Editorials

Informal care giving for disabled stroke survivors

BMJ 2004; 328 doi: https://doi.org/10.1136/bmj.328.7448.1085 (Published 06 May 2004) Cite this as: BMJ 2004;328:1085
  1. Graeme J Hankey (gjhankey@cyllene.uwa.edu.au), consultant
  1. Stroke Unit, Department of Neurology, Royal Perth Hospital, Box X2213 GPO, Perth, WA 6001, Australia

    Training the care giver benefits the patient, the care giver, and the community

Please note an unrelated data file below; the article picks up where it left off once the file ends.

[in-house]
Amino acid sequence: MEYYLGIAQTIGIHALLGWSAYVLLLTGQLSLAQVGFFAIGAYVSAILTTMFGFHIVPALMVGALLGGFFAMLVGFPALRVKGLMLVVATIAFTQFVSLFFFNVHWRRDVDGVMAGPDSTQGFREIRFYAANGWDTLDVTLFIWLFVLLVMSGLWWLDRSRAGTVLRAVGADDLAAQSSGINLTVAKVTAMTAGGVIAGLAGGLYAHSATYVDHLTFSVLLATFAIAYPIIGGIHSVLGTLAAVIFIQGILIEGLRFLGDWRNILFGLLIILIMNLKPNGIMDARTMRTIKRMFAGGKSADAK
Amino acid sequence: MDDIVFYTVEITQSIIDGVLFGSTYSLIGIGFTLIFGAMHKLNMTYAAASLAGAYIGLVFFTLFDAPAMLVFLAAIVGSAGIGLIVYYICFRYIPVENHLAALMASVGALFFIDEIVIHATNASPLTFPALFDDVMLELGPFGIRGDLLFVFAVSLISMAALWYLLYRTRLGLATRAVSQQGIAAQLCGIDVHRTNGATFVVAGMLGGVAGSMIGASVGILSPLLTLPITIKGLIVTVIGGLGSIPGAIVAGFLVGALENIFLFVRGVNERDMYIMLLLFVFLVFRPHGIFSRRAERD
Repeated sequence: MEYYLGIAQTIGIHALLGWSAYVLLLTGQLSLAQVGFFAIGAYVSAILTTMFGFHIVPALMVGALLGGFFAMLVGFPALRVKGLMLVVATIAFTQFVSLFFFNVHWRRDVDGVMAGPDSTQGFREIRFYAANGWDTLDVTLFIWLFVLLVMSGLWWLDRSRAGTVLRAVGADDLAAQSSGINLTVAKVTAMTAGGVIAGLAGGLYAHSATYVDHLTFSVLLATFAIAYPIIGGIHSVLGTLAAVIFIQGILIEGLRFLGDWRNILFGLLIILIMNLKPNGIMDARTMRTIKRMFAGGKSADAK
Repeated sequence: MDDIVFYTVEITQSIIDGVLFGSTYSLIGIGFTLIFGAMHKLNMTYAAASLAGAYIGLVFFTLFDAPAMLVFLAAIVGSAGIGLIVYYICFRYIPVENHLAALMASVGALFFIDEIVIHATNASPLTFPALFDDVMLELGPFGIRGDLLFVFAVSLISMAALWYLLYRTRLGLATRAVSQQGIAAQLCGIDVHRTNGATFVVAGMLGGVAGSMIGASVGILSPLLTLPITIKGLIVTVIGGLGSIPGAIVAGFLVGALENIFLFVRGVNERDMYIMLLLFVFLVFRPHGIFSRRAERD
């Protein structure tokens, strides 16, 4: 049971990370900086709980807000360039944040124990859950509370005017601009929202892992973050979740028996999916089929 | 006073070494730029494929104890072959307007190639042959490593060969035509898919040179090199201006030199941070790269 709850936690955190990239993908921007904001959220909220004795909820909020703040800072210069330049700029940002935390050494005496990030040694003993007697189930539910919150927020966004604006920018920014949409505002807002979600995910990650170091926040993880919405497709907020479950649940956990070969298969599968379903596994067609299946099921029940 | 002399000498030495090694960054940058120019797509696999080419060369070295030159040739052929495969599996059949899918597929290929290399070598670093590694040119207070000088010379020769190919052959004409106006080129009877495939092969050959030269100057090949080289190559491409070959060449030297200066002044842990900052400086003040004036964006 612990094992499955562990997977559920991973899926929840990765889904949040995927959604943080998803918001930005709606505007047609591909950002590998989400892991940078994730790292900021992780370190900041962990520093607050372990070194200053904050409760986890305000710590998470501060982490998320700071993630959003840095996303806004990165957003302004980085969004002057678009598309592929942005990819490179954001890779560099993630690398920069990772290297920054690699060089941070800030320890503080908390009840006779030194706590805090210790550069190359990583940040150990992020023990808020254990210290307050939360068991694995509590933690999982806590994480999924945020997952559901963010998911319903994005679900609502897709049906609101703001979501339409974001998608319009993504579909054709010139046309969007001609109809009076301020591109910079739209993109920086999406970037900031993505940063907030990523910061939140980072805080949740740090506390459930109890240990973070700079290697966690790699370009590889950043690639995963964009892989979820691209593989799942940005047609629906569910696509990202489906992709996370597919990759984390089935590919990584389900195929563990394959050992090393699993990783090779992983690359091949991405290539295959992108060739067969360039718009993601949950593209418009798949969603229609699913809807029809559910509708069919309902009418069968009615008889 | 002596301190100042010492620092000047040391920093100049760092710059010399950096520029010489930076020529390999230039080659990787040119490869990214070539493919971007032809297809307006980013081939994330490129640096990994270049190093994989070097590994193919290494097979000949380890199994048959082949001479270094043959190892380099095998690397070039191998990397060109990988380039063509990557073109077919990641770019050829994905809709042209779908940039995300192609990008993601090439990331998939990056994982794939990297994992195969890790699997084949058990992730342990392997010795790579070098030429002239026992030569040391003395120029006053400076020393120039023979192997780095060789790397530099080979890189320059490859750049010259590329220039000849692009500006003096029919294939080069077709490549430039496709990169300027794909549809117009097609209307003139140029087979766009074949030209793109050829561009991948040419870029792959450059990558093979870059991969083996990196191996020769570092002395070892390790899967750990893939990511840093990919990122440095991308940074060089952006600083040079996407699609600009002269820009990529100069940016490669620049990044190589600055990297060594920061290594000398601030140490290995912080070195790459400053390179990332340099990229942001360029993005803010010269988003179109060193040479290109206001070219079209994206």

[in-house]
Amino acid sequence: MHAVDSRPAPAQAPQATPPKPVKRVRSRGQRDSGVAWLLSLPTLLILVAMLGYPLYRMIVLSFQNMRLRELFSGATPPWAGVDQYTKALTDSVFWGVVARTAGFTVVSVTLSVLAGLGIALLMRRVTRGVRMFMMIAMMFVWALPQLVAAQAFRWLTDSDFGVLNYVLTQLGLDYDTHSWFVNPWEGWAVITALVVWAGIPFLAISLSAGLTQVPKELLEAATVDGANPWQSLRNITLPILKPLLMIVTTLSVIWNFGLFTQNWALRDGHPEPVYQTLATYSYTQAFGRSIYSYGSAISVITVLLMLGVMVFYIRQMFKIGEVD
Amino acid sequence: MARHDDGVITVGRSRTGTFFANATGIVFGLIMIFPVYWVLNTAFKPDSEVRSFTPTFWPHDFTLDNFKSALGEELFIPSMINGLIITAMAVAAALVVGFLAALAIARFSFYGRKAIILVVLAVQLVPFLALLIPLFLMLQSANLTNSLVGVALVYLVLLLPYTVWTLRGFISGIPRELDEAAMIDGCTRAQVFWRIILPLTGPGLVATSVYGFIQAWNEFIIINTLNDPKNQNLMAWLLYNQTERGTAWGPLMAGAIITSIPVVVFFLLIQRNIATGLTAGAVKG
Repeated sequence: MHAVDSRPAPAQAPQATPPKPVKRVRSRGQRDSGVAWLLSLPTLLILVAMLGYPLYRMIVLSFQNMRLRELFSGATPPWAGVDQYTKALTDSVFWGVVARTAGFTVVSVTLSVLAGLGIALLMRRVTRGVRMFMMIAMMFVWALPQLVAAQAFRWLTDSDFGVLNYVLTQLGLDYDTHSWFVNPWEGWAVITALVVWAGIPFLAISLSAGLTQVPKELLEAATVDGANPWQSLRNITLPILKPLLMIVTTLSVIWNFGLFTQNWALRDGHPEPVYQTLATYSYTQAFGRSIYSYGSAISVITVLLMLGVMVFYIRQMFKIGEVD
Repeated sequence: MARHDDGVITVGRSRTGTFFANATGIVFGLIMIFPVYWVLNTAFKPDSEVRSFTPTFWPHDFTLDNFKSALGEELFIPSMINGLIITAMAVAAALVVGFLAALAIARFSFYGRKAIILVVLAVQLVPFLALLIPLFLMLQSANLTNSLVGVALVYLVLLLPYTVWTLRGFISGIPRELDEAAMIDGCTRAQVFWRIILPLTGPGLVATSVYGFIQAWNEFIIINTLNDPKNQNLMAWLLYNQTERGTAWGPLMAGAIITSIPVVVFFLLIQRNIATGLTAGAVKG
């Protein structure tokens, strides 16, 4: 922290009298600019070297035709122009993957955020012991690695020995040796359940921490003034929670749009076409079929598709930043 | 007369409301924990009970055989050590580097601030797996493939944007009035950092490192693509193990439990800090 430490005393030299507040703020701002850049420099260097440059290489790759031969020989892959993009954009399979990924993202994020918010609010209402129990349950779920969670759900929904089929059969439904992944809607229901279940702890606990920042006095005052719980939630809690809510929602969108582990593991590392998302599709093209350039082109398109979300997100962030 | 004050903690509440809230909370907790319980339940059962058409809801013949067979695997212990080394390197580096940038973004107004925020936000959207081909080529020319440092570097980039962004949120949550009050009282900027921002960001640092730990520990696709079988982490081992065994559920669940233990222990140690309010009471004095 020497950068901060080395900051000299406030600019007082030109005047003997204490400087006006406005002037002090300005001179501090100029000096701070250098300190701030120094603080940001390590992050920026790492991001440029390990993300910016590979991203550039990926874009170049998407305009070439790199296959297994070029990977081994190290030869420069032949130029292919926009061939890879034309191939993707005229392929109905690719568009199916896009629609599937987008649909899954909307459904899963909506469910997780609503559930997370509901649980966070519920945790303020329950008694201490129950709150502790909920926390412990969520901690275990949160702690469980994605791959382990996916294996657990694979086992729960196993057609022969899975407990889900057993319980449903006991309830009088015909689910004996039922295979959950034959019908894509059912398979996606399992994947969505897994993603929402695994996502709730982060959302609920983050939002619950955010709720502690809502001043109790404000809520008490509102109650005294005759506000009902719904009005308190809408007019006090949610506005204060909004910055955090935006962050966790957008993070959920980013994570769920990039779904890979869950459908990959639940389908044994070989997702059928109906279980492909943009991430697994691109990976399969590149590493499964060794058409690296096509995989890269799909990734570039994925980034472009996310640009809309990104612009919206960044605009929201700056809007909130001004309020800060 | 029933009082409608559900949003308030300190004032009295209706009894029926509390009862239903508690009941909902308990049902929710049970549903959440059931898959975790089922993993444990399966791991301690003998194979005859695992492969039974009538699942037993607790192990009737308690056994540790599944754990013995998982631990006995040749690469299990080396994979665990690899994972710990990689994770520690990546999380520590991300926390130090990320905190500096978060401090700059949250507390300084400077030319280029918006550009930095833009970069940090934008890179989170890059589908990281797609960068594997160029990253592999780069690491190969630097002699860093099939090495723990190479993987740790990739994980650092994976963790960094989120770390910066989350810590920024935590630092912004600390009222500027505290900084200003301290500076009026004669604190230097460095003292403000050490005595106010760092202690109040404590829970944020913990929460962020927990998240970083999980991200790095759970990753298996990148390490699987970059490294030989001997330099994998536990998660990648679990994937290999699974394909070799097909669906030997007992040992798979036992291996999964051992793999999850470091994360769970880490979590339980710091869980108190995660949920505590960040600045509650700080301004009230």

At any time, about 0.5% of the population of the United Kingdom (250 000 out of 50 million) are disabled stroke survivors who are dependent on the help of a carer to perform community based activities (for example, shopping), domestic activities (housework), and personal activities of daily living (mobilising, toileting, bathing, dressing, grooming, and feeding).1 This year, at least another 0.07% (35 000) of the UK population will become disabled stroke survivors seeking full time or part time care.2 3 Such care is generally provided in a nursing home, hostel, or the home of the patient or carer, often after a period of care and rehabilitation in hospital. Additional formal support may sometimes be forthcoming from community nursing services and allied health and social services. But the onus of caring for such patients at home usually falls on one or more informal care givers, who are often family members (usually spouses …

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